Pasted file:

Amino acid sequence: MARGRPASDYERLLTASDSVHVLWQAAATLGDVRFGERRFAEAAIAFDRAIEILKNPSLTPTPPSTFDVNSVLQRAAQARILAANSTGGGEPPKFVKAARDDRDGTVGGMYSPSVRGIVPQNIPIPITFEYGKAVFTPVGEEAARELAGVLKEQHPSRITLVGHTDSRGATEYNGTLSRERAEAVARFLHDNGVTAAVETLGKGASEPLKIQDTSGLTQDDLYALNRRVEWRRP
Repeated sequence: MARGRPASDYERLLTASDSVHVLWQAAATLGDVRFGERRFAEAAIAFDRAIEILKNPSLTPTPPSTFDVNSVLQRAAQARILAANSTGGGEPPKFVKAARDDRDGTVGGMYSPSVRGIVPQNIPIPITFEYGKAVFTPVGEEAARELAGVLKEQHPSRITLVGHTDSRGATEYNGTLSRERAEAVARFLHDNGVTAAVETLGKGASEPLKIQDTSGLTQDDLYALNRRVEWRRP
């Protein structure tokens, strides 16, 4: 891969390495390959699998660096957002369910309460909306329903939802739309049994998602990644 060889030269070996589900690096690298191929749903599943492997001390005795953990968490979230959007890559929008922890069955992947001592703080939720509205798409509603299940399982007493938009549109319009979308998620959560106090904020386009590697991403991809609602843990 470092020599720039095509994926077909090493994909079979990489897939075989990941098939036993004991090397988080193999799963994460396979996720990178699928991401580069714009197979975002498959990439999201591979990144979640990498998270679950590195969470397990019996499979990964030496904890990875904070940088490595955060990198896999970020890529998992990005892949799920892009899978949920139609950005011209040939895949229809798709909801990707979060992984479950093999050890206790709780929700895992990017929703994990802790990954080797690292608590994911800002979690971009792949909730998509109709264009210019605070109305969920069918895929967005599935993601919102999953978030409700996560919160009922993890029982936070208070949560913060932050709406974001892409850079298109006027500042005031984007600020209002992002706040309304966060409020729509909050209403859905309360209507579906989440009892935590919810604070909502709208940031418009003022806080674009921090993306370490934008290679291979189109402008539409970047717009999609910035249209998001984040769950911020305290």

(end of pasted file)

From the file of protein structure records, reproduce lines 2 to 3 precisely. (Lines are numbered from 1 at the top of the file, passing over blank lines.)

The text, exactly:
Repeated sequence: MARGRPASDYERLLTASDSVHVLWQAAATLGDVRFGERRFAEAAIAFDRAIEILKNPSLTPTPPSTFDVNSVLQRAAQARILAANSTGGGEPPKFVKAARDDRDGTVGGMYSPSVRGIVPQNIPIPITFEYGKAVFTPVGEEAARELAGVLKEQHPSRITLVGHTDSRGATEYNGTLSRERAEAVARFLHDNGVTAAVETLGKGASEPLKIQDTSGLTQDDLYALNRRVEWRRP
């Protein structure tokens, strides 16, 4: 891969390495390959699998660096957002369910309460909306329903939802739309049994998602990644 060889030269070996589900690096690298191929749903599943492997001390005795953990968490979230959007890559929008922890069955992947001592703080939720509205798409509603299940399982007493938009549109319009979308998620959560106090904020386009590697991403991809609602843990 470092020599720039095509994926077909090493994909079979990489897939075989990941098939036993004991090397988080193999799963994460396979996720990178699928991401580069714009197979975002498959990439999201591979990144979640990498998270679950590195969470397990019996499979990964030496904890990875904070940088490595955060990198896999970020890529998992990005892949799920892009899978949920139609950005011209040939895949229809798709909801990707979060992984479950093999050890206790709780929700895992990017929703994990802790990954080797690292608590994911800002979690971009792949909730998509109709264009210019605070109305969920069918895929967005599935993601919102999953978030409700996560919160009922993890029982936070208070949560913060932050709406974001892409850079298109006027500042005031984007600020209002992002706040309304966060409020729509909050209403859905309360209507579906989440009892935590919810604070909502709208940031418009003022806080674009921090993306370490934008290679291979189109402008539409970047717009999609910035249209998001984040769950911020305290």